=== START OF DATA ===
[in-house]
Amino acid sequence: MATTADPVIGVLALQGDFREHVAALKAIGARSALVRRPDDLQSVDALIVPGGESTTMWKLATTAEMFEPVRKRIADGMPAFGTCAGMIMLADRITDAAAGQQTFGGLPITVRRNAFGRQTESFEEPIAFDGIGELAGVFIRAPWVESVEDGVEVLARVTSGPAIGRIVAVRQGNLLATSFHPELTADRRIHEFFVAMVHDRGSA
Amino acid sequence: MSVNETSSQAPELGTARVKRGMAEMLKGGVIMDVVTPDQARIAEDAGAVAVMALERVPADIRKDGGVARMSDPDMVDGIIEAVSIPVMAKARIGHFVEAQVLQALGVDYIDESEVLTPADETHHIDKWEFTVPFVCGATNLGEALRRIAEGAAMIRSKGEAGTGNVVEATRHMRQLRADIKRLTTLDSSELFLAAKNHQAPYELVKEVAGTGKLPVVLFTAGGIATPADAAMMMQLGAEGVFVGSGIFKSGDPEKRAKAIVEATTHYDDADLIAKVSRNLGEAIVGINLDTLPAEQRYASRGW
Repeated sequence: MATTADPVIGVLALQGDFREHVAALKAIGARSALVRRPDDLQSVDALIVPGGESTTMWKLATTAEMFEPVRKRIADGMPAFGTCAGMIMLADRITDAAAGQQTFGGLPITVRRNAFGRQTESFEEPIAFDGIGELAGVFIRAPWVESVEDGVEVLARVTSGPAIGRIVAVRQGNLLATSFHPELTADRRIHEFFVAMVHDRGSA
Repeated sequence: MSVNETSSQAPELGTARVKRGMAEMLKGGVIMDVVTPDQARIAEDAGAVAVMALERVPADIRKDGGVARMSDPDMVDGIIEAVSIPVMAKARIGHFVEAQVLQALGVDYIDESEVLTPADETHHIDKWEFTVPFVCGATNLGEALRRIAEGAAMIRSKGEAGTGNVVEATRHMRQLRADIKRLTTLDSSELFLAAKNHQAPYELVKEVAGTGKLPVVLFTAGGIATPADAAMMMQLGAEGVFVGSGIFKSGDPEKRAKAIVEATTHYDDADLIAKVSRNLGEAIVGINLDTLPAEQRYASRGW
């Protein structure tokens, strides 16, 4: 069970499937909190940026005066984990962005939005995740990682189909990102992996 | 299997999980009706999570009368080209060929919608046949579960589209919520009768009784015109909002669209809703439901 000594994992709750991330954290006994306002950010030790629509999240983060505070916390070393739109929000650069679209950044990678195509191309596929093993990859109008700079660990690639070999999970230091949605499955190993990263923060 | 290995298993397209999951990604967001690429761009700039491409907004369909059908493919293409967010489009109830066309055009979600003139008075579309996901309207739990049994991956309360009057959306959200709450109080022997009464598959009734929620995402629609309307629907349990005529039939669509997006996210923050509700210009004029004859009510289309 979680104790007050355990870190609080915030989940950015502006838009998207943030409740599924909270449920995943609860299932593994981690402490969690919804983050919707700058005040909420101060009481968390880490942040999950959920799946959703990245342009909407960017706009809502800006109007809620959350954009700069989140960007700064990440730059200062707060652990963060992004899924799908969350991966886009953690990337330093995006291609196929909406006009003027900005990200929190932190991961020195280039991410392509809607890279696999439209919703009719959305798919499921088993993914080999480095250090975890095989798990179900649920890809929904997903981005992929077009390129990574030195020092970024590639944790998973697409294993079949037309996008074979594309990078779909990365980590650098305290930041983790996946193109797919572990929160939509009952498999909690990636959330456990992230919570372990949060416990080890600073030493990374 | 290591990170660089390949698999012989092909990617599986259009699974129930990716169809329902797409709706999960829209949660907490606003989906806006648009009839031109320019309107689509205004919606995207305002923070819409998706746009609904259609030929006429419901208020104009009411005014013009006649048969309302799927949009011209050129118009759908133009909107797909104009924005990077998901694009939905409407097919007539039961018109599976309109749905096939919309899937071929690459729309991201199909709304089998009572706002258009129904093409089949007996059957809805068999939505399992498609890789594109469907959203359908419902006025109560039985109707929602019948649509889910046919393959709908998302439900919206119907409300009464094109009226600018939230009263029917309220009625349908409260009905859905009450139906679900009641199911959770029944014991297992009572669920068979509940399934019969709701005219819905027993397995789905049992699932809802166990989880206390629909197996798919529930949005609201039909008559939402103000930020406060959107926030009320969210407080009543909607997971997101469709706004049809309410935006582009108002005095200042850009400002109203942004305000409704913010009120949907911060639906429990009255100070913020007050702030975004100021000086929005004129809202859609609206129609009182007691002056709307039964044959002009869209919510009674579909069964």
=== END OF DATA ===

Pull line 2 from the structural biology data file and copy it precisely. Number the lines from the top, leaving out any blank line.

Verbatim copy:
Amino acid sequence: MATTADPVIGVLALQGDFREHVAALKAIGARSALVRRPDDLQSVDALIVPGGESTTMWKLATTAEMFEPVRKRIADGMPAFGTCAGMIMLADRITDAAAGQQTFGGLPITVRRNAFGRQTESFEEPIAFDGIGELAGVFIRAPWVESVEDGVEVLARVTSGPAIGRIVAVRQGNLLATSFHPELTADRRIHEFFVAMVHDRGSA